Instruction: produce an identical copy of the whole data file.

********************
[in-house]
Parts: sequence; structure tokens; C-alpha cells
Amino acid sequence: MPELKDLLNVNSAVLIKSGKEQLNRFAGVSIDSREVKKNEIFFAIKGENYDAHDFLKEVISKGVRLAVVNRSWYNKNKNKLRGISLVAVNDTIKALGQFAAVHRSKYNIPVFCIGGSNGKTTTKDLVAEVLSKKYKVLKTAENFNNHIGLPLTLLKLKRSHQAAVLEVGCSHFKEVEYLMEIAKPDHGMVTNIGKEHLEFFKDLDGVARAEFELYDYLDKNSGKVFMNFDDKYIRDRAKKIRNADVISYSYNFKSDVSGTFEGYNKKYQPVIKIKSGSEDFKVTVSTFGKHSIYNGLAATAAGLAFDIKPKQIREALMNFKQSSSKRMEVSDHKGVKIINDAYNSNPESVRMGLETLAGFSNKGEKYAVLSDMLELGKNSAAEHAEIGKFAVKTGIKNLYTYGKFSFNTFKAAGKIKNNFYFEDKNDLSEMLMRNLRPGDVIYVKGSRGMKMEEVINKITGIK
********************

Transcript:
[in-house]
Parts: sequence; structure tokens; C-alpha cells
Amino acid sequence: MPELKDLLNVNSAVLIKSGKEQLNRFAGVSIDSREVKKNEIFFAIKGENYDAHDFLKEVISKGVRLAVVNRSWYNKNKNKLRGISLVAVNDTIKALGQFAAVHRSKYNIPVFCIGGSNGKTTTKDLVAEVLSKKYKVLKTAENFNNHIGLPLTLLKLKRSHQAAVLEVGCSHFKEVEYLMEIAKPDHGMVTNIGKEHLEFFKDLDGVARAEFELYDYLDKNSGKVFMNFDDKYIRDRAKKIRNADVISYSYNFKSDVSGTFEGYNKKYQPVIKIKSGSEDFKVTVSTFGKHSIYNGLAATAAGLAFDIKPKQIREALMNFKQSSSKRMEVSDHKGVKIINDAYNSNPESVRMGLETLAGFSNKGEKYAVLSDMLELGKNSAAEHAEIGKFAVKTGIKNLYTYGKFSFNTFKAAGKIKNNFYFEDKNDLSEMLMRNLRPGDVIYVKGSRGMKMEEVINKITGIK